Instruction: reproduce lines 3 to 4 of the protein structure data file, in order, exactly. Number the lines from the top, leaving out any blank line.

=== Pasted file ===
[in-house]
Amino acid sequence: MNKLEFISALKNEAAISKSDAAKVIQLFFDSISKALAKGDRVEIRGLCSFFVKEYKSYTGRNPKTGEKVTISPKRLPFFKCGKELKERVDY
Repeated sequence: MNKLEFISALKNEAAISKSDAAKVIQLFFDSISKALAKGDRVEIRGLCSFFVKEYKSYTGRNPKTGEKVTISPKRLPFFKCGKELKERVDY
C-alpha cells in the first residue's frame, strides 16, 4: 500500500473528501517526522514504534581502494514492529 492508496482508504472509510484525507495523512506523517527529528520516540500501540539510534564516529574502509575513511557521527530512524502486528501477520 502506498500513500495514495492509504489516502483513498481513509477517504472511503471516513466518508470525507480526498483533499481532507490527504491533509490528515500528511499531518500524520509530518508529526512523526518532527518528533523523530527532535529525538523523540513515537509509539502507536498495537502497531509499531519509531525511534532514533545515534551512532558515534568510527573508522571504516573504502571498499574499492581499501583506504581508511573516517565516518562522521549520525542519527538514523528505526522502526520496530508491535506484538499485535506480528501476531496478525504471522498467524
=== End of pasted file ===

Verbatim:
Repeated sequence: MNKLEFISALKNEAAISKSDAAKVIQLFFDSISKALAKGDRVEIRGLCSFFVKEYKSYTGRNPKTGEKVTISPKRLPFFKCGKELKERVDY
C-alpha cells in the first residue's frame, strides 16, 4: 500500500473528501517526522514504534581502494514492529 492508496482508504472509510484525507495523512506523517527529528520516540500501540539510534564516529574502509575513511557521527530512524502486528501477520 502506498500513500495514495492509504489516502483513498481513509477517504472511503471516513466518508470525507480526498483533499481532507490527504491533509490528515500528511499531518500524520509530518508529526512523526518532527518528533523523530527532535529525538523523540513515537509509539502507536498495537502497531509499531519509531525511534532514533545515534551512532558515534568510527573508522571504516573504502571498499574499492581499501583506504581508511573516517565516518562522521549520525542519527538514523528505526522502526520496530508491535506484538499485535506480528501476531496478525504471522498467524